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"In my life I've found laughter helpful, so I laugh."


        - Sister Thea Bowman: Almost Home



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Franciscan Sisters of Perpetual Adoration
912 Market Street
La Crosse, Wisconsin 54601
 
As the Catholic community around the world celebrates the 25th anniversary of Sister Thea Bowman's homegoing on March 30, we revel in her perpetually bright presence as a member of the FSPA community. We continue sharing our sisters' reflections of Sister Thea. Here, Sister Malinda Gerke shares a few stories that both saturate and soften the shades of her ethnic experiences with Sister Thea three and a half decades ago. 
  

Sister Thea Bowman and her amazing grace

During our formation years, because her beautiful voice didn't 'blend in' with the choir, poor Thea got in trouble. She interpreted all admonishments as 'anti-Thea.' Everyone was scolded for things like not washing the dishes clean but to Thea it was because she was black, treated as a servant. It wasn't meant that way at all. But if she wasn't disciplined, then Thea was a favorite ... not fair either.
 

Sister Thea's first ministry was teaching at Blessed Sacrament Parish-my home parish in La Crosse. She taught some of my brothers and sisters and they came home all excited: they had the 'chocolate sister!'


 

Sister Thea with her parents

Visiting Mississippi as a young FSPA in 1978, I liked to go for walks with Thea. She'd stay two or three steps behind me. I'd say, 'Come on Sister Thea, walk with me,' but she insisted, 'I can't! The black people would think I'm uppity and the white people would be sure that I am.'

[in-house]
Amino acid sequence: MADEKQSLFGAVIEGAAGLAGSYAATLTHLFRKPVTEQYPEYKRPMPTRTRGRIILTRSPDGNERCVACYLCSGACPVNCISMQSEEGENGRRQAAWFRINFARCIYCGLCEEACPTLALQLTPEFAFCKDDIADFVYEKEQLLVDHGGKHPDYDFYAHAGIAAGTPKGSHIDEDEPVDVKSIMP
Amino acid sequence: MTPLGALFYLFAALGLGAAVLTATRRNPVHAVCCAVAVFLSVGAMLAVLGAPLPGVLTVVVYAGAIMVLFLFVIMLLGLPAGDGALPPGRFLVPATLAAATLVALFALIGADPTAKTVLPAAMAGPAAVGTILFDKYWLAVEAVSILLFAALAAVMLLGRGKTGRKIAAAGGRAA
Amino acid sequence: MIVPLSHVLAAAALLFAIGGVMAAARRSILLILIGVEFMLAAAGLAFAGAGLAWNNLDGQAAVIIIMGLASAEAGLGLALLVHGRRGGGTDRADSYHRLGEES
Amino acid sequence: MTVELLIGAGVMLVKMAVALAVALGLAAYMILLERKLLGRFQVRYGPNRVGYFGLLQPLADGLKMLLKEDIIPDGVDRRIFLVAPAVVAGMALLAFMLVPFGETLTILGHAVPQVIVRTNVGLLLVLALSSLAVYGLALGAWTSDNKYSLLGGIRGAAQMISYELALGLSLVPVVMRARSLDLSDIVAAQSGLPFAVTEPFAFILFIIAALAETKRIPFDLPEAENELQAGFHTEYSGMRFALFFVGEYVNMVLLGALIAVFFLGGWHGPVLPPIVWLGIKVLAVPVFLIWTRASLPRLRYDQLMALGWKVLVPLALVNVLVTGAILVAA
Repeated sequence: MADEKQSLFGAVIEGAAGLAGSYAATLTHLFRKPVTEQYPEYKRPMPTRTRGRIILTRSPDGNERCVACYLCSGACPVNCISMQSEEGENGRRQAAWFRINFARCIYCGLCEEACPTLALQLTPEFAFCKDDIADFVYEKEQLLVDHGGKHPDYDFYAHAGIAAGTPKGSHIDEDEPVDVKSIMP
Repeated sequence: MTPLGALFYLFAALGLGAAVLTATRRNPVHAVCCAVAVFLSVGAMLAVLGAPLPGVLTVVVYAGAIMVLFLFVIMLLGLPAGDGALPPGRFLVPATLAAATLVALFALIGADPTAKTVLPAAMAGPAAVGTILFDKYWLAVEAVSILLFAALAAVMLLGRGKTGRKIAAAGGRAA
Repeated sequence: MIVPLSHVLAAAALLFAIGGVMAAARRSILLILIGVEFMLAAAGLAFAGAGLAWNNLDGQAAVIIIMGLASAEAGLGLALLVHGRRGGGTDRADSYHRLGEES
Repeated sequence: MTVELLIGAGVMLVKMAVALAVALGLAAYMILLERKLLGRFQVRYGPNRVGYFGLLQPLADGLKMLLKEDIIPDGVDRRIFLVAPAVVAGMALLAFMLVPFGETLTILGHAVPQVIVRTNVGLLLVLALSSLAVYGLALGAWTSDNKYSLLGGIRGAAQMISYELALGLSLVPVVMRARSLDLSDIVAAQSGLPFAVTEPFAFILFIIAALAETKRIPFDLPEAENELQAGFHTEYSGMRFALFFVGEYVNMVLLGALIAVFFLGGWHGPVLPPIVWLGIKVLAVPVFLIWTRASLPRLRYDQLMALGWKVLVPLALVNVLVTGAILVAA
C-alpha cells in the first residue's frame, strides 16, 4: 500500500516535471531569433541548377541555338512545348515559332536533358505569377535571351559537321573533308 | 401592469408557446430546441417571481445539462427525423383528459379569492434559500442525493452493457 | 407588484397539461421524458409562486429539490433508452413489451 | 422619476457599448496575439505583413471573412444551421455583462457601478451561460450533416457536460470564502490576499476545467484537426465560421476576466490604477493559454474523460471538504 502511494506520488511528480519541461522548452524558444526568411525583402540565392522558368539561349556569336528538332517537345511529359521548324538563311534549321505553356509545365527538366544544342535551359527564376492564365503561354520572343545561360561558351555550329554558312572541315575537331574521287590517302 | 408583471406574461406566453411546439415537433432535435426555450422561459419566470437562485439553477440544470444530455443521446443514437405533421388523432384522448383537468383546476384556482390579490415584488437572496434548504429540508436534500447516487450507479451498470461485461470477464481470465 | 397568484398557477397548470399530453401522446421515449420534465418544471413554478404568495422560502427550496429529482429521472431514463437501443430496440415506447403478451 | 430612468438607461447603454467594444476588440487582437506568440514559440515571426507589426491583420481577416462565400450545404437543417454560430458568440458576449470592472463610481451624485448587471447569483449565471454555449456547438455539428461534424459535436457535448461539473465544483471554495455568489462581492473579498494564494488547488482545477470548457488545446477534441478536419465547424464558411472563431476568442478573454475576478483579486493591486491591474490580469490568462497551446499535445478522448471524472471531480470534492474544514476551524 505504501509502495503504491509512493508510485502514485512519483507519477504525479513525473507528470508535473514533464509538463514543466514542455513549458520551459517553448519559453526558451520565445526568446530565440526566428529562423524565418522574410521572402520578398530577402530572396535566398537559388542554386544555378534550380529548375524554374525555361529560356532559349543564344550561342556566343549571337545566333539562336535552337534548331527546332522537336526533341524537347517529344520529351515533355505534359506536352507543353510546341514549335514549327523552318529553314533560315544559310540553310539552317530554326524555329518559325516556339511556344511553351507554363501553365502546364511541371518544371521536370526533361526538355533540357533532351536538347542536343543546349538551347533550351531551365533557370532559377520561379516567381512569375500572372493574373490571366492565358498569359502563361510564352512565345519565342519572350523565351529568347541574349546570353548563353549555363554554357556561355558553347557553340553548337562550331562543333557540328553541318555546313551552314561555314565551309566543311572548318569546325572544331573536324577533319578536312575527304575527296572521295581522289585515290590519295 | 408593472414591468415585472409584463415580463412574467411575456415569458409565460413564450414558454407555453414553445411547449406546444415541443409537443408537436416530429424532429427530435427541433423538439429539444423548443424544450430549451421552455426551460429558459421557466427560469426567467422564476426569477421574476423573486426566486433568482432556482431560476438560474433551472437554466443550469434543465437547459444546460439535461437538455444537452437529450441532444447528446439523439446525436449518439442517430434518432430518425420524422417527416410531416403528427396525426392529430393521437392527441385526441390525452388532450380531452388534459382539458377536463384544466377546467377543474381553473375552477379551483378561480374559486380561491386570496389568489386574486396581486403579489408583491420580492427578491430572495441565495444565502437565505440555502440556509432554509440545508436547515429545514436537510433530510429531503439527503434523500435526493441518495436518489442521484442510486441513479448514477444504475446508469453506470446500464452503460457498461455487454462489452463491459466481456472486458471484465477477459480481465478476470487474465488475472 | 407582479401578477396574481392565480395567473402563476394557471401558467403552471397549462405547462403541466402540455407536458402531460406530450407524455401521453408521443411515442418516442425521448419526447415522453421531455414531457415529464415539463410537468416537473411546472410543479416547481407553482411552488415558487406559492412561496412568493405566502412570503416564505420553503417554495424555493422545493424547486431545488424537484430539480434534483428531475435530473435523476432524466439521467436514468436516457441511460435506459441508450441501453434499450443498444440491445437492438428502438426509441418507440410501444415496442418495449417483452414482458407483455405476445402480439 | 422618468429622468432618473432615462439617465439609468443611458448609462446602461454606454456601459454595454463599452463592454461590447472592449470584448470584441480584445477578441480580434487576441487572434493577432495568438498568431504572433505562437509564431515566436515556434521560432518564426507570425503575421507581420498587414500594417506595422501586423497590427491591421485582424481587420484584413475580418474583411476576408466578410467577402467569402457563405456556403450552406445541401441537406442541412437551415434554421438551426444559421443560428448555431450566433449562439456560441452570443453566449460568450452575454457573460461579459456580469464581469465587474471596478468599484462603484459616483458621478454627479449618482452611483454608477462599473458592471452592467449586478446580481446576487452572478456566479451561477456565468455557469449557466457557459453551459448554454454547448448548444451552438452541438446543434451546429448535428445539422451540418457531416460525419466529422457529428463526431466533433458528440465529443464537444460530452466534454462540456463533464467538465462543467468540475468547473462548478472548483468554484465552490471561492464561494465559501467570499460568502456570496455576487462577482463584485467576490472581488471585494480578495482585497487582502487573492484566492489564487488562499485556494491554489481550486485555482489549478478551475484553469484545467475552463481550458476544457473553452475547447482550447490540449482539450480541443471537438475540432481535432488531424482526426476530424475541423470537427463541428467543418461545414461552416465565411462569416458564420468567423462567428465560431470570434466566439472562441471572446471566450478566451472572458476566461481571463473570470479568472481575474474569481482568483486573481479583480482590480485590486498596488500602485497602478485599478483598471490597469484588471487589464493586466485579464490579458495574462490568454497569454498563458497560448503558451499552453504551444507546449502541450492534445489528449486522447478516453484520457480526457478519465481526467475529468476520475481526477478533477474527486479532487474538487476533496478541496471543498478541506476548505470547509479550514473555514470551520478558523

I met Thea's parents that same summer and we had really nice visits. Thea's home almost felt like mine-surprising because we were a poor family yet they, her father a doctor, her mother a teacher, should have been upper class. Sister Thea explained that no white people, though, would go to him for health care, and blacks would come but didn't have any money to pay.


A Mass celebrated one spring at Viterbo University in La Crosse featured only African Americans in the sanctuary. Sister Thea asked me to sing Amazing Grace. 'But I'm not black,' I told her, and she replied 'But I want you to sing it.' So I sang with the choir, its florid harmony around me. In the end they processed out of the chapel, lively and loud, singing When the Saints Go Marching In. I stayed back but she grabbed me, wanting me to experience what she experienced.


 

Sister Malinda Gerke

During the summer I spent in Canton a companion and I were directed to attend a service at the 'white' parish in town. Sliding into a pew with plenty of room to spare, we settled to pray. Two women kneeling there, knowing I was helping at the 'black' parish, got up and moved. Civil rights laws didn't fix everything.


When I taught liturgy at a predominantly black parish, there was a white pastor who claimed he was sent there as a punishment. He didn't interact with parishioners at all. There were two white people in attendance who had to sit in back because they were 'white trash.' At a church breakfast I was invited to get in line with a family of five African American brothers: 'Come on Sister, you're one of us.' And there was Father, standing to the side. They wouldn't even let him in. It goes both ways.


As I look back at Thea's life with us and as a nationally known luminary I am struck by the courage, openness and willingness she possessed, spreading her deep, unique love of God. There is no doubt in anyone's mind that Sister Thea gave voice to 'her' people in a most joyous and understandable way.


 


Celebrate Sister Thea's joy with us today and always by granting a gift in her name. Scroll down the page and in the box marked "In memory of..." enter "Sister Thea Bowman.'